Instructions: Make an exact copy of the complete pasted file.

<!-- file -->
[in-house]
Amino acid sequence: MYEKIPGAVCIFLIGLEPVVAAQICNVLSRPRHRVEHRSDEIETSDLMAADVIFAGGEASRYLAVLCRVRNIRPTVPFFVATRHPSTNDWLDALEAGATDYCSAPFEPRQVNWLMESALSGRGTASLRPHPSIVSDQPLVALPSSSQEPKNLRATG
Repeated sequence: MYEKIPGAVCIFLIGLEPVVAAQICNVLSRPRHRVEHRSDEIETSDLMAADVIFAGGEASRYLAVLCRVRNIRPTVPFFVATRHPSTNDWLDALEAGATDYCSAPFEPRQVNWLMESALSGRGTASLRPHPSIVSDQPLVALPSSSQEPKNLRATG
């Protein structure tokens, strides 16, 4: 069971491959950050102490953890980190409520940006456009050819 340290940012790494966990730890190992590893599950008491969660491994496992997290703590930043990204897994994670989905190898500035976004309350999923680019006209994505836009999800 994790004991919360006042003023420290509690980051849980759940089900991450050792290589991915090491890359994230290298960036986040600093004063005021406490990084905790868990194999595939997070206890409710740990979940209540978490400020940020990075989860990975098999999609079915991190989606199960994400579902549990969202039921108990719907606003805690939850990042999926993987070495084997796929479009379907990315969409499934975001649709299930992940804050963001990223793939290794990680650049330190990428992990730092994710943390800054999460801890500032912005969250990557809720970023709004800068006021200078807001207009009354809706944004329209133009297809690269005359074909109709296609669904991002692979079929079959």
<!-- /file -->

[in-house]
Amino acid sequence: MYEKIPGAVCIFLIGLEPVVAAQICNVLSRPRHRVEHRSDEIETSDLMAADVIFAGGEASRYLAVLCRVRNIRPTVPFFVATRHPSTNDWLDALEAGATDYCSAPFEPRQVNWLMESALSGRGTASLRPHPSIVSDQPLVALPSSSQEPKNLRATG
Repeated sequence: MYEKIPGAVCIFLIGLEPVVAAQICNVLSRPRHRVEHRSDEIETSDLMAADVIFAGGEASRYLAVLCRVRNIRPTVPFFVATRHPSTNDWLDALEAGATDYCSAPFEPRQVNWLMESALSGRGTASLRPHPSIVSDQPLVALPSSSQEPKNLRATG
């Protein structure tokens, strides 16, 4: 069971491959950050102490953890980190409520940006456009050819 340290940012790494966990730890190992590893599950008491969660491994496992997290703590930043990204897994994670989905190898500035976004309350999923680019006209994505836009999800 994790004991919360006042003023420290509690980051849980759940089900991450050792290589991915090491890359994230290298960036986040600093004063005021406490990084905790868990194999595939997070206890409710740990979940209540978490400020940020990075989860990975098999999609079915991190989606199960994400579902549990969202039921108990719907606003805690939850990042999926993987070495084997796929479009379907990315969409499934975001649709299930992940804050963001990223793939290794990680650049330190990428992990730092994710943390800054999460801890500032912005969250990557809720970023709004800068006021200078807001207009009354809706944004329209133009297809690269005359074909109709296609669904991002692979079929079959």